The spread of resistance to insecticides in disease-carrying mosquitoes poses a threat to the effectiveness of control programmes, which rely largely on insecticide-based interventions. Monitoring mosquito populations is essential, but obtaining phenotypic measurements of resistance is laborious and error-prone. High-throughput genotyping offers the prospect of quick and repeatable estimates of resistance, while also allowing resistance markers to be tracked and studied. To demonstrate the potential of highly-mulitplexed genotypic screening for measuring resistance-association of mutations and tracking their spread, we developed a panel of 28 known or putative resistance markers in the major malaria vector Anopheles gambiae, which we used to screen mosquitoes from a wide swathe of Sub-Saharan Africa (Burkina Faso, Ghana, Democratic Republic of Congo (DRC) and Kenya). We found resistance association in four markers, including a novel mutation in the detoxification gene Gste2 (Gste2-119V). We also identified a duplication in Gste2 combining a resistance-associated mutation with its wild-type counterpart, potentially alleviating the costs of resistance. Finally, we describe the distribution of the multiple origins of kdr resistance, finding unprecedented diversity in the DRC. This panel represents the first step towards a quantitative genotypic model of insecticide resistance that can be used to predict resistance status in An. gambiae.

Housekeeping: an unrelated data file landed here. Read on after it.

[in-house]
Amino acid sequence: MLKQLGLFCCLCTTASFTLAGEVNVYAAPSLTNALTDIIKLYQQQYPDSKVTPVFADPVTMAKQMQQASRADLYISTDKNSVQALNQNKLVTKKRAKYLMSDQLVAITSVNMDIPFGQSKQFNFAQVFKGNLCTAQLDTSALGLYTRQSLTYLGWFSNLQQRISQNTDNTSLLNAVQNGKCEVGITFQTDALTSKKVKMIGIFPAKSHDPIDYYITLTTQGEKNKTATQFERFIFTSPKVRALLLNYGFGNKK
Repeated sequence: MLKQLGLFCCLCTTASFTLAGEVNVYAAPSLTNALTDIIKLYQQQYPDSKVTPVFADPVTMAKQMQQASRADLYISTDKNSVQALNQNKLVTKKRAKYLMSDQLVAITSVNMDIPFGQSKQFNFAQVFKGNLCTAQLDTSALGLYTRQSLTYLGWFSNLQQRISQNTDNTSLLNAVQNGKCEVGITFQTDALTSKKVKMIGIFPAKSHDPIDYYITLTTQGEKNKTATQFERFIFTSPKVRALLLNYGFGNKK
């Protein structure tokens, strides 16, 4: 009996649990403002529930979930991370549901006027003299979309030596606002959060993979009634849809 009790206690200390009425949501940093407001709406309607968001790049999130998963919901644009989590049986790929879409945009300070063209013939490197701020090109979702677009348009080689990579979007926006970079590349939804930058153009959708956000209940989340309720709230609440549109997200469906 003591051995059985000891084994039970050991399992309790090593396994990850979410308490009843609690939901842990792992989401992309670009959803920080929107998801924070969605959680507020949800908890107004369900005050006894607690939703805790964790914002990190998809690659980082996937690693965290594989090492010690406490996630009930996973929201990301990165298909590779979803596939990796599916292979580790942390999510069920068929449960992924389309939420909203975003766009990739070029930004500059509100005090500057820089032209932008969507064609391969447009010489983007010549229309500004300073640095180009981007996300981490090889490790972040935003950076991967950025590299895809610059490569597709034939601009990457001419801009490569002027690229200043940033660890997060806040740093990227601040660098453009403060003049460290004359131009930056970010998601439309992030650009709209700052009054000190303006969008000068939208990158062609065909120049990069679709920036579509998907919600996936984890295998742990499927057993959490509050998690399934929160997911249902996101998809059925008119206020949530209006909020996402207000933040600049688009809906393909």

Liverpool School of Tropical Medicine, Pembroke Place, Liverpool, L3 5QA, UK. email@example.com.
Animals, Anopheles, Malaria, Glutathione Transferase, Insect Proteins, Genetic Markers, Insecticides, Polymerase Chain Reaction, Insecticide Resistance, Africa South of the Sahara, High-Throughput Nucleotide Sequencing, Genotyping Techniques, Mosquito Vectors